For those who thought that Democratic control of both chambers of the Legislature and the governor’s office guaranteed smooth sailing, we give you the state budget.
More precisely, we offer up the dispute between the two branches of government over how much money is available to spend as the April 1 budget deadline approaches. (Not that any law requires budgeters to spend all the money they can, but that’s another subject.)
Gov. Andrew M. Cuomo is the cautious one, eyeing what may be a weakening economy and state revenues that have fallen because of the misbegotten federal tax overhaul that sliced into the deduction for state and federal taxes. He is predicting a $2.3 billion shortfall on the budget proposal he issued in January. The Legislature doesn’t buy it. Especially in the Senate, leaders think there is more to spend.
That’s hardly surprising. Take just one example: However much any governor proposes to spend on aid to education, the Legislature always wants to increase it, usually substantially. That’s just the way they do business in the state Capitol. Lacking agreement by Tuesday, the matter may be referred to State Comptroller Thomas P. DiNapoli, who would issue a binding revenue estimate that would guide budgeting decisions. An independently elected state official, DiNapoli has established a reputation for objectivity. There is little reason to doubt he would issue a realistic estimate.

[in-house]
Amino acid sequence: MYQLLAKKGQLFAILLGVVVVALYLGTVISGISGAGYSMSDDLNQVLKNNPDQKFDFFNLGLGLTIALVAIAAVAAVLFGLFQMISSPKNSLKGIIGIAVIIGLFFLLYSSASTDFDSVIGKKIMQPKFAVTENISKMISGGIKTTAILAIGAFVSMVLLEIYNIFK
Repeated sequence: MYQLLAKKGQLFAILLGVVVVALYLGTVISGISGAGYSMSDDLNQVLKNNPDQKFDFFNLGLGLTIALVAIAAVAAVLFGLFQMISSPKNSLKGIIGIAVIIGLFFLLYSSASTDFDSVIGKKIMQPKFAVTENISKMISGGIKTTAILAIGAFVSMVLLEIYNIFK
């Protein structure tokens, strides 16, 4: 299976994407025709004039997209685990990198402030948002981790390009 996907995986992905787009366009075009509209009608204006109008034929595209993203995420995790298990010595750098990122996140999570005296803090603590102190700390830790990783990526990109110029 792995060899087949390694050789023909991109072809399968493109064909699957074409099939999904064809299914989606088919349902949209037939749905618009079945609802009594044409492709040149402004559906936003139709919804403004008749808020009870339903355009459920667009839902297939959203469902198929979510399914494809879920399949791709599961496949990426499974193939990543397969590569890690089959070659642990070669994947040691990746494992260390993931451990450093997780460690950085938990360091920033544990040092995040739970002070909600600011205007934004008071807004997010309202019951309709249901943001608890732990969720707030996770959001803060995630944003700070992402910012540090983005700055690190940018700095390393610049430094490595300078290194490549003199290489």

Nevertheless, under the circumstances, it’s wise to side with Cuomo. Signs of a slowing economy are evident, and revenues to the state are down. Those may not always be harbingers of serious trouble, but it’s foolish not to prepare. When doubts arise, its better to move ahead conservatively. That’s true in any state, but especially so in one that has shown little appetite for controlling its spending.
Cuomo, more than any governor in memory, has focused on the interests of taxpayers. He implemented a property tax cap and is pushing to make it permanent. He has reduced state income tax rates. And, as a spokesman pointedly noted, “We have never had to do a midyear budget correction, and we are not about to start now.”
The governor is willing to break his salutary record of on-time, or nearly on-time, budgets over this issue. We hope it doesn’t come to that, but Cuomo is right to take this seriously. A fully Democratic Legislature doesn’t know how to respond to the threat of declining revenues. New Yorkers are better off placing their budgetary bets on Cuomo.